The_Doc_Man

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Instead of 60 queries with DCounts, how about a single query with the SQL "COUNT" aggregate function and a "GROUP BY" - which you can then add to a detailed query using a JOIN clause on the thing by which you are grouping, so that these counts will be available automatically.
 

chuckduarte

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Instead of 60 queries with DCounts, how about a single query with the SQL "COUNT" aggregate function and a "GROUP BY" - which you can then add to a detailed query using a JOIN clause on the thing by which you are grouping, so that these counts will be available automatically.

Thanks I like this approach and would be a lot simpler. I'm not sure how to put it or where for a single text box; I can do it with the Dcount as you can see in the pic but that requires a separate query with Dcount in the Control source (=DCount("*","TestRM")). So to get the count for the DCount I used the following in a secondary query:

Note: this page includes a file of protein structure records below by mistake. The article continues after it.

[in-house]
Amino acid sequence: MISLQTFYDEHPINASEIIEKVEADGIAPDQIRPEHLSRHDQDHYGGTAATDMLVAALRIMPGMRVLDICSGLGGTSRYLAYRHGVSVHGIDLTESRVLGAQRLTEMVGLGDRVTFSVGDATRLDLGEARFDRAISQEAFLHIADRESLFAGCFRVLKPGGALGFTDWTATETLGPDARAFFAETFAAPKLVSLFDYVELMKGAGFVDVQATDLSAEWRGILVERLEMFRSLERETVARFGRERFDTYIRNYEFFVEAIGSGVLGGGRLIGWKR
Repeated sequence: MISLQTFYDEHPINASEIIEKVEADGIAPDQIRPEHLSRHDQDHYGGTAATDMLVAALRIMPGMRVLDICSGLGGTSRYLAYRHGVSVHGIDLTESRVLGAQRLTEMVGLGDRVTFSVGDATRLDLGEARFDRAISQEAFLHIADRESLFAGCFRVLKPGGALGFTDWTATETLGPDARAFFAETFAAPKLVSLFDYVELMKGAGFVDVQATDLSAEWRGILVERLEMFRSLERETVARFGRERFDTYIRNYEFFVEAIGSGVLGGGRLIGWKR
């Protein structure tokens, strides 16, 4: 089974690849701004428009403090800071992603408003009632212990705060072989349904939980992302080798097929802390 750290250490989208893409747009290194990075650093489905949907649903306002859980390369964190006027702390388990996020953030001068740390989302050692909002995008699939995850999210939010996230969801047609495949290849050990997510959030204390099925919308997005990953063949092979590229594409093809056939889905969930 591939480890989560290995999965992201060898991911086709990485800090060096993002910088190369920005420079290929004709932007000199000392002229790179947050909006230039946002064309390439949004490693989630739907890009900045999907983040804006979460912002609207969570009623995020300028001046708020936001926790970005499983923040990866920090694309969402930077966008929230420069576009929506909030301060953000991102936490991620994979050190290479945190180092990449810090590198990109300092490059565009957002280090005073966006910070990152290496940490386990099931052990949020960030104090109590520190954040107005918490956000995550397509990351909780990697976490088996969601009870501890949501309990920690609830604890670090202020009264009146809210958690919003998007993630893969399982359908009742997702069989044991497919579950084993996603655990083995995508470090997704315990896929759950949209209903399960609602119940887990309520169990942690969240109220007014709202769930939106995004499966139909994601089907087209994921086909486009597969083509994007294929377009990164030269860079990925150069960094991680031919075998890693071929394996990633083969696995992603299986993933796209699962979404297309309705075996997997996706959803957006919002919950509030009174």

SELECT WorkloadFinal.TCTODataID, WorkloadFinal.RMName, Count(WorkloadFinal.Status) AS CountOfStatus
FROM WorkloadFinal
GROUP BY WorkloadFinal.TCTODataID, WorkloadFinal.RMName
HAVING (((WorkloadFinal.RMName)=24));

WorkloadFinal is the end result from what I showed you initially
is this done as an Event for the text box or On Load for the Form for the Text Box?
In short I need a number counted for each task on left (status) for each name (RMName) at the top. This is 6 columns wide.

Really appreciate your guidance.
 

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The_Doc_Man